You know how thoughts and feelings come and go. My general anxiety is like that. I have long stretches of ‘normal’ it seems, then a season of anxiety will settle in. For weeks or days at a time, my anxious nerves will buzz quieter or louder.
I’ve had anxiety attacks that are acute and short lived. And I’ve had ones that are debilitating with a long fall-out, which means I work extra hard to recover back to near ‘normal.’
My anxiety flared up recently. Yesterday it was a persistent negative gnawing inside. And as usual, I kept quiet about it. But today, I’m surprised yet relieved; that anxious worm is gone. I am calm. No inner turmoil.
It’s uncanny. The most remarkable times are when the anxiety is present and then disappears during the same day. The anxiety can be carried over from the previous day or start in the middle of the night. Then hours later, it suddenly dissipates without a trace. It may sound weird, but it happens quite a bit.
The relief that follows is such a contrast that it makes me step aside mentally, wondering how long it will last. Often, I look within and think that the anxiety is still lurking somewhere inside me. “Can it really be gone?”
It’s like one moment you’re in a war zone with danger all around. The next moment you’re napping on a tropical island, peaceful as can be. It sounds strange even to me, but I’m describing my anxious reality as best as I can while trying to avoid being overly dramatic.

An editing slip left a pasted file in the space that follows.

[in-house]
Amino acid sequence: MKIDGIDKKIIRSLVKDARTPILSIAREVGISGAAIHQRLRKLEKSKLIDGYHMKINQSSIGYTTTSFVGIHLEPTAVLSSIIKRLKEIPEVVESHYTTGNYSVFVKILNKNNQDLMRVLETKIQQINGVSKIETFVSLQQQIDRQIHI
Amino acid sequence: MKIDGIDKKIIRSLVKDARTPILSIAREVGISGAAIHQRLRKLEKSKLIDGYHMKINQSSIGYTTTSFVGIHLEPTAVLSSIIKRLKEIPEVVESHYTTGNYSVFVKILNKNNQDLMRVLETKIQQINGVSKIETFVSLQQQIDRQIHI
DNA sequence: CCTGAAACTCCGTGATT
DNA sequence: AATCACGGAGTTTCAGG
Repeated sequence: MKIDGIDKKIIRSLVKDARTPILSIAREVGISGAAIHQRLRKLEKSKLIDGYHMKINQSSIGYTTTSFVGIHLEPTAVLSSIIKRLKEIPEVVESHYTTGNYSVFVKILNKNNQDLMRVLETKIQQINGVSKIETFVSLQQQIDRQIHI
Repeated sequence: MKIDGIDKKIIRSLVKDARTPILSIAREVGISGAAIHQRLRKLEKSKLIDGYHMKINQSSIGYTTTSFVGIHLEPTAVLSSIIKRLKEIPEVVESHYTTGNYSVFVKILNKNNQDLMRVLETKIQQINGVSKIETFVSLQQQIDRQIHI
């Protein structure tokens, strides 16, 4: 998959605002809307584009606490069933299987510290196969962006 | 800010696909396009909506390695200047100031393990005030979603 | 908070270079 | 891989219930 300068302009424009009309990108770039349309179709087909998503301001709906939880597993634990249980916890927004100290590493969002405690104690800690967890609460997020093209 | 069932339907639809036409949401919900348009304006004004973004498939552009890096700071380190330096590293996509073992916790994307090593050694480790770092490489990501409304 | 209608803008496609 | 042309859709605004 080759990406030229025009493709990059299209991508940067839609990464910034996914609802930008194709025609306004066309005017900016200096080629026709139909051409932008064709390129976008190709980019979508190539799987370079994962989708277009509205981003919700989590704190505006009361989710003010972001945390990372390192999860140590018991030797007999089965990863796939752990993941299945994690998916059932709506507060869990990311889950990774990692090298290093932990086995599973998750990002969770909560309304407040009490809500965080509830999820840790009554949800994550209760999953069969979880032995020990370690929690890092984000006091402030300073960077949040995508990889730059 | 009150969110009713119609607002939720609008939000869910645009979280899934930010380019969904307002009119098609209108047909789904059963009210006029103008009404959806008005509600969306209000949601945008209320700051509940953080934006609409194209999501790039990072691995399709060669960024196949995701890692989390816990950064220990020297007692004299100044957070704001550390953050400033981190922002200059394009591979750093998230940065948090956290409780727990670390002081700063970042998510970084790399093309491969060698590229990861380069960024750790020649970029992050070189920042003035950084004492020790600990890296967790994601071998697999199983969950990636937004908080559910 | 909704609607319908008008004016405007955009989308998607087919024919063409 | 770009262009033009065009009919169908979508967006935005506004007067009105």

Usually, I don’t like to talk about my anxiety. It’s a difficult subject. I don’t like feeling as if I’m stuck in a relationship with it. I don’t fully accept that I have a mental illness. But the fact is, I was diagnosed with Generalized Anxiety Disorder last year, prescribed anti-depressants for it, and I have a therapist.
I guess today I felt like opening up a bit because I felt so much calm and not fear. Like a lucid moment. Yet it’s still hard to know what to think a lot of times. That’s the reality of it.
I know there are others who struggle with anxiety. I don’t think you have to struggle alone. But I understand it’s hard to open up and be vulnerable because the anxiety attacks make you want to fight or run away in defense. You put up your guard instead of opening up. I tend to do that same thing.